What would Michael Jordan versus Johnson at their peaks have been like? No, we're not talking about the 1991 NBA Finals (right), in which Air's hungry young Bulls ran roughshod over Magic's Kareem-less Lakers, but 1986-87 Showtime Los Angeles against Chicago's 1995-96 powerhouse. The latter matchup has occurred—on whatifsports.com, a year-old sports simulation website created by Tarek Kamil, a Cine engineer. The fantasy spine tingler (or, at least, this playing of it) wasn't decided until Lakers forward James Worthy stole the ball in the closing seconds of Game 7 at United Center to seal a 107-105 L.A. win.
The idea for the site "started with the '98 Yankees and the '75 Reds," says Kamil, 32. "My friends and I got tired of arguing about which team was better, so we decided to figure it out." What he and his fellow number crunchers devised was a statistical formula that can be applied in attempts to answer some of sports' great debates. At no charge, the site lets visitors pick from a database of almost 3,000 NBA, major league baseball and college basketball teams, or create a fantasy squad. The simulation engine spits out box scores and play-by-plays. Intriguingly, for any rivalry the program permits different results from simulation to simulation. "We want to show what could happen on any given night," says Kamil.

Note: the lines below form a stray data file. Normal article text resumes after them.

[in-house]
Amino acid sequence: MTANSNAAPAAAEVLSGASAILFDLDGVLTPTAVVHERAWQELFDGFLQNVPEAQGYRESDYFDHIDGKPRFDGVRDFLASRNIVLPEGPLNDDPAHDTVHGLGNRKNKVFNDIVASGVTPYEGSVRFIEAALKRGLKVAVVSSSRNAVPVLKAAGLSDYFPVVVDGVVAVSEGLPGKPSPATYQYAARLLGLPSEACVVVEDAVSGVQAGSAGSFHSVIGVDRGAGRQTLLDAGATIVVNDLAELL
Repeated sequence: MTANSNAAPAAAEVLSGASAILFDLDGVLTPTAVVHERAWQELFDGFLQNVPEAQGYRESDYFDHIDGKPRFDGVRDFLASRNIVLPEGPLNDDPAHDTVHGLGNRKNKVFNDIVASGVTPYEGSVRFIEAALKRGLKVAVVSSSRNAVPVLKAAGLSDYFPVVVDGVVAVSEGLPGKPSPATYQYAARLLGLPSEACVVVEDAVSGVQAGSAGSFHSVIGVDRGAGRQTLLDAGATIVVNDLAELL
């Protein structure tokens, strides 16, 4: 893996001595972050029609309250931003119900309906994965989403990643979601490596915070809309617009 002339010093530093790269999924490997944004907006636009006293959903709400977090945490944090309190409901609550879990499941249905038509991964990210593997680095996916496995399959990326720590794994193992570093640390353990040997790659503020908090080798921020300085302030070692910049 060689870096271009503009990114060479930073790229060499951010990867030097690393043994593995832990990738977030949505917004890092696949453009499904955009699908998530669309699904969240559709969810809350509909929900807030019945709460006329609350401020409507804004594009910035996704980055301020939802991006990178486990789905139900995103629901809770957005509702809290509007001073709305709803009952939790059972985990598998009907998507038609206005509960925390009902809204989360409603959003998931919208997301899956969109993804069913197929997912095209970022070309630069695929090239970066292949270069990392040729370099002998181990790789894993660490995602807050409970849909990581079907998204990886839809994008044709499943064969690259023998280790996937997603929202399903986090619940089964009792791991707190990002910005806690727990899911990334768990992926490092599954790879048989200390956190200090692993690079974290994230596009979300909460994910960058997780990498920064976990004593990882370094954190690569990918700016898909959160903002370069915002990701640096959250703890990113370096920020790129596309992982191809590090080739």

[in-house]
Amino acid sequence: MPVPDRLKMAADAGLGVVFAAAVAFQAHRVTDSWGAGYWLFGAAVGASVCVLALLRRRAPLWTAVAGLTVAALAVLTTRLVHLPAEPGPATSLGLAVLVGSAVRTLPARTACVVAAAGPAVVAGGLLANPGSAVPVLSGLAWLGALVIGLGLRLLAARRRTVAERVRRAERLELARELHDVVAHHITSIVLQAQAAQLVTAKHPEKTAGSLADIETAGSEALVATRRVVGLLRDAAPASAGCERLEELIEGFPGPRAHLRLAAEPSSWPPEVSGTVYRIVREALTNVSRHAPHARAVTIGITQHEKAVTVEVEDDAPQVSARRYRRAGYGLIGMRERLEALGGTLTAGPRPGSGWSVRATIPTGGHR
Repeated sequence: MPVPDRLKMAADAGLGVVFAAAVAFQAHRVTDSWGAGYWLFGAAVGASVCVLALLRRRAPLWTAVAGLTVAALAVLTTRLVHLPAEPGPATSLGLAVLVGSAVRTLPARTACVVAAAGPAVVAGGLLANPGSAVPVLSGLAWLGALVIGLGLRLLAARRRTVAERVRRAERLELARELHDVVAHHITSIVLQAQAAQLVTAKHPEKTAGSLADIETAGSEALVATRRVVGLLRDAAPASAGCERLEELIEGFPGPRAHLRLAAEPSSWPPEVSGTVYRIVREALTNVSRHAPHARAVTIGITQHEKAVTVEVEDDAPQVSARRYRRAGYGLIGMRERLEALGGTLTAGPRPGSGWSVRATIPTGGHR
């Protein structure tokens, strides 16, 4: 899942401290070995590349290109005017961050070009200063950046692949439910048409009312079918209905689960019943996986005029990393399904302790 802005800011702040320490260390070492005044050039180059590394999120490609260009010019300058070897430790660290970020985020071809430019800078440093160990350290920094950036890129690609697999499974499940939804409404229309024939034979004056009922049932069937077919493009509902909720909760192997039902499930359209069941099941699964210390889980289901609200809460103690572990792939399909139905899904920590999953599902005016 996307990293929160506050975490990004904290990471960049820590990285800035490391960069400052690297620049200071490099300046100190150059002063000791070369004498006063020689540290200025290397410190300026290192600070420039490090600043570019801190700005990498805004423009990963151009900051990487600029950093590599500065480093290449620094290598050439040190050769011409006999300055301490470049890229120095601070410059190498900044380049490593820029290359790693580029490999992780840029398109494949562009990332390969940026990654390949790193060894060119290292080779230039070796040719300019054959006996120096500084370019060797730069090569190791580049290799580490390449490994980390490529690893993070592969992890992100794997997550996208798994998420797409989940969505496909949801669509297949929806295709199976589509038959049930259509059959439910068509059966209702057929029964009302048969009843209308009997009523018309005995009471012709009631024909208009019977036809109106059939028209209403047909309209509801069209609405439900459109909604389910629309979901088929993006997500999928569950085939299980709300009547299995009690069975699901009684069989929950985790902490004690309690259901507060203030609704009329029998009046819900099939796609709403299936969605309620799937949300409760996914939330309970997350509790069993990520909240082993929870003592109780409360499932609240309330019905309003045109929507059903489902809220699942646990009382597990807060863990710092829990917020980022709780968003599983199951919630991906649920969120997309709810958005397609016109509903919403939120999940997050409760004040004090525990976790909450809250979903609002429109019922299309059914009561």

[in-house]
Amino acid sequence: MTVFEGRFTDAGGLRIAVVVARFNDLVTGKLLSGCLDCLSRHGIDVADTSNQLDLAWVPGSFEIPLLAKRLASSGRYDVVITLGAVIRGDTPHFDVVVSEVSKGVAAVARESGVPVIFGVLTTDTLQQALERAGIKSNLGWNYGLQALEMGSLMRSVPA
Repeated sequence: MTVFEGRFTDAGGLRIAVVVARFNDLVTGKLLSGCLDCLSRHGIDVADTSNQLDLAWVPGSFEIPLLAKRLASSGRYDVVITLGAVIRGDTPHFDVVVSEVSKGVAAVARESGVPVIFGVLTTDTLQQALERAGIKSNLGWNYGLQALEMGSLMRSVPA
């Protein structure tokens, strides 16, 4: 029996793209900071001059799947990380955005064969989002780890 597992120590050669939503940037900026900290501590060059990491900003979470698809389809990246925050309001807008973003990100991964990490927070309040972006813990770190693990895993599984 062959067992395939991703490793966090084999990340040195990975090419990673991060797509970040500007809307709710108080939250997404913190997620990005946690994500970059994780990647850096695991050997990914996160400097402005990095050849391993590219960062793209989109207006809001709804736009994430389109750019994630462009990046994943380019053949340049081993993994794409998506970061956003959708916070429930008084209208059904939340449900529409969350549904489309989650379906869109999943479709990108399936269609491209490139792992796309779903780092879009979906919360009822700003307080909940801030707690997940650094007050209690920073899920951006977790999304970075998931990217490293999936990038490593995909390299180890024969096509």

By the way, in our simulation the 1975 Reds defeated the '98 Yanks in seven games. As for that notorious best-of-nine 1919 World Series, the fix may still be in: In our what-if simulation, the Reds again prevailed over the Black Sox, this time in nine.